Monday, March 23, 2009

Giza - الجيزة‎

The pyramids at Giza are striking. It's interesting because they are much closer to the city and civilization than one would expect. They are also paradoxically larger and smaller than expected.

Personally, I enjoyed Saqqara more, but perhaps that was because it was the first pyramid I saw that made me think to myself 'I'm really in Egypt'. There were more tour buses at The Great Pyramid Complex - and of course more people.

I didn't expect the exterior to be so craggy. In it's prime it was covered with casing stones made of white limestone, most of which are no longer there (you can see what's remaining towards the bottom of the pyramid). Archeologists suggest the pyramids would have a sheen to them from the sunlight glowing off the façade. I'm sure that was quite a sight!

The Khufu (Cheops in Greek) Pyramid is the last remaining of the original Seven Wonders of the World. It was constructed over a 20 year period around 2560 BC. It remains the largest, despite the fact the Pyramid of Khafre appears larger, due to its placement on the plateau.

Rani took a few photos of us from different perspectives while we stood on the pyramid. They help to give some perspective to how big each boulder truly is. A common misnomer is that the pyramid were built using slave labor. While I am sure the days of hauling, measuring, and cutting these enormous stones was a grueling task, Rani told us that it was more of an honor to be involved in building something so grand, and for the King no less. It does make a lot of sense that the people would have to work together in order for the pieces to fit so perfectly and really stand as a test of time.

We paid an extra 30 LE to go inside the Pyramid of Khafre, which was not overly exciting. First, we had to hunch down and walk into serious dank humidity. There really wasn't much to see besides a painted inscription on the wall and a sarcophagus.

We weren't allowed to take our camera in, however Rani took a few photos of us as we were exiting. For once the midday sun felt rather cool. I couldn't stop thinking about the grave robbers and how much they must have really been after treasure. Many of the graves were robbed eons ago. Some of the mummies were desecrated by being stolen and boiled and later used for medicinal purposes.

The bodies were meant to be preserved and used in the afterlife, along with everything else they might possible need, including various beds, chairs, amulets, and even their organs.

Going inside was not for the faint of heart. We also understood more clearly why people would believe in a curse, considering several men died after entering the pyramids, not long after they were discovered. Even thousands of years later the air down there is not the best.

Surprisingly the photo on the right depicts what used to be a bank of the Nile River. Now the Nile is not even in sight because it has substantially receded. You can see a bit of Giza in the background - it's so very close.

We went from the pyramids down to the Sphinx and the temple valley. There were many tourists, as well as what appeared to be locals - presumably celebrating Mother's Day.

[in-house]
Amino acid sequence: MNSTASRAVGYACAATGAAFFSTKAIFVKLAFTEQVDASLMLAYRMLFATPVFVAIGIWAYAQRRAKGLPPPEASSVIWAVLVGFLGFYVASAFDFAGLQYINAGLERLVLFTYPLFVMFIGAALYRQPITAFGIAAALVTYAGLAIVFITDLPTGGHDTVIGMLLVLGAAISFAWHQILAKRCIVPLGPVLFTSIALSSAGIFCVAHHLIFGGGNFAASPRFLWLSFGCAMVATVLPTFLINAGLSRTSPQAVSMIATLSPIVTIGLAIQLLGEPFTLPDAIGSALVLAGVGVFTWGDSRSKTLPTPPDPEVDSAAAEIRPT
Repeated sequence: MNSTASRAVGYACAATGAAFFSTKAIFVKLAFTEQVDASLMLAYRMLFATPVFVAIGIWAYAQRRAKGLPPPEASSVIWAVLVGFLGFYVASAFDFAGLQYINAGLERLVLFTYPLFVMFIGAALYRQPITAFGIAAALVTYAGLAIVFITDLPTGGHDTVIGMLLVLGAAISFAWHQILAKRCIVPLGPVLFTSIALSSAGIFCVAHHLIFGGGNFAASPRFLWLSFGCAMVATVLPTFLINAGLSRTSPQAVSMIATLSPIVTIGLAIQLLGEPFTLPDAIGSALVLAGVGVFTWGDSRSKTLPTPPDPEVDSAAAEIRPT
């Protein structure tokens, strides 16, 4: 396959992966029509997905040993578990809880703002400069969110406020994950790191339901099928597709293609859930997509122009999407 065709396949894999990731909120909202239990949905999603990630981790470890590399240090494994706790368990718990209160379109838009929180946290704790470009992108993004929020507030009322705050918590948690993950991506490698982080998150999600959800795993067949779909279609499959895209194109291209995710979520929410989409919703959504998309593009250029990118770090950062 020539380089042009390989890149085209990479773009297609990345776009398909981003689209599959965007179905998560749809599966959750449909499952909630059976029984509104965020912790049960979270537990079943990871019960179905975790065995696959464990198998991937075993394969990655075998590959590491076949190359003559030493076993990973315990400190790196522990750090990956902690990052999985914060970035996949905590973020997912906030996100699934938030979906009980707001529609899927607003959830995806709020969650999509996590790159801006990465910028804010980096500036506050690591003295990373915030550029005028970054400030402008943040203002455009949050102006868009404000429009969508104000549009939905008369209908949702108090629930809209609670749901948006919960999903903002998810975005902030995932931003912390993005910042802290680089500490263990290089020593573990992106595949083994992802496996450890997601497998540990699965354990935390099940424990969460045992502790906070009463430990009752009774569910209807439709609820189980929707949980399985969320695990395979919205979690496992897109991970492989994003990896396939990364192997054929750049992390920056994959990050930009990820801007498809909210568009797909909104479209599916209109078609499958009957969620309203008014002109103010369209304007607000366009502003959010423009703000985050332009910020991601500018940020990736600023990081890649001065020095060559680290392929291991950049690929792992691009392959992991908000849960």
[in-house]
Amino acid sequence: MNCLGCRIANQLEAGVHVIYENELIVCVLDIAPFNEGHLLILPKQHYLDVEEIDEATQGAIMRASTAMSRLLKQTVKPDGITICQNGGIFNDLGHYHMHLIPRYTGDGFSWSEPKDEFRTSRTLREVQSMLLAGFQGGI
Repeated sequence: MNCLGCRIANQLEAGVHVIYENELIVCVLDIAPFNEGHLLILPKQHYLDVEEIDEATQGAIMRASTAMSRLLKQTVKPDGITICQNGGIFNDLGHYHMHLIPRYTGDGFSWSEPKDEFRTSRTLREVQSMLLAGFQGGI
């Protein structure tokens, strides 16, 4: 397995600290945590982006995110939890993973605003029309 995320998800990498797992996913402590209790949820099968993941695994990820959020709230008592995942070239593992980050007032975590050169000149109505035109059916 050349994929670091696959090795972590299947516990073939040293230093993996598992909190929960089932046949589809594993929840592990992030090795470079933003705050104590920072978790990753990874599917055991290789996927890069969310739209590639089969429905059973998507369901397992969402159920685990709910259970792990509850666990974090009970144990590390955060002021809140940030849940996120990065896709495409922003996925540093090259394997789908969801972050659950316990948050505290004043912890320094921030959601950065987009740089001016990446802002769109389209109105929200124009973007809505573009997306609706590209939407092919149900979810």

The Sphinx itself is undergoing some restoration thanks to UNESCO. The proportions looks a bit off, so it most likely has undergone restorations in the past as well. We saw several young children selling postcards and taking photos of tourists or positioning them for photos so their faces would line up with the Sphinx. Even the youngest are well versed in selling things. It made me stop and think about how drastically different our childhoods are.

We admired the structures and before we knew it the area was closing. The day passed so quickly and we were very worn out, but we walked away feeling like we'd certainly spent a day of our lives living and learning. These are the moments that I live for.

The flood of people came from the Giza complex. The young girls look so expressive with their bright colors, while maintaining their Islamic traditions. I truly cannot imagine what it would be like to grow up as a young Islamic girl. Rani would tell us more about that in the coming days, but as always, I have so much to learn.

After we left the complex we walked down the street. It is so different to see taxis and cars sharing the streets with horses, donkeys, and camels. The juxtaposition of old and new gave me a lot to think about. Looking at the sophistication of building such monumental structures - and then the stark contrast in how dilapidated and run down most of the city is.

That is something that I really struggled with. The Egyptians that we encountered were highly and impressively educated. There has to be more to it, as to why this once powerful city could fall into such poverty and disarray. It does make me understand how religion is of the utmost importance to many of the people in this amazing area.


JoernandAllison said...

I never realized that the pyramids were so craggy either. Imagine what it once looked like with the sun shining off them! How beautiful!
Traveling always leaves a mark on your life, but this trip must have made a serious impact! Thanks so much for all your wonderful pictures and detailed descriptions!

Lane said...

I am so envious of this trip! Thanks for all the details, I'm hoping to get there sometime soon!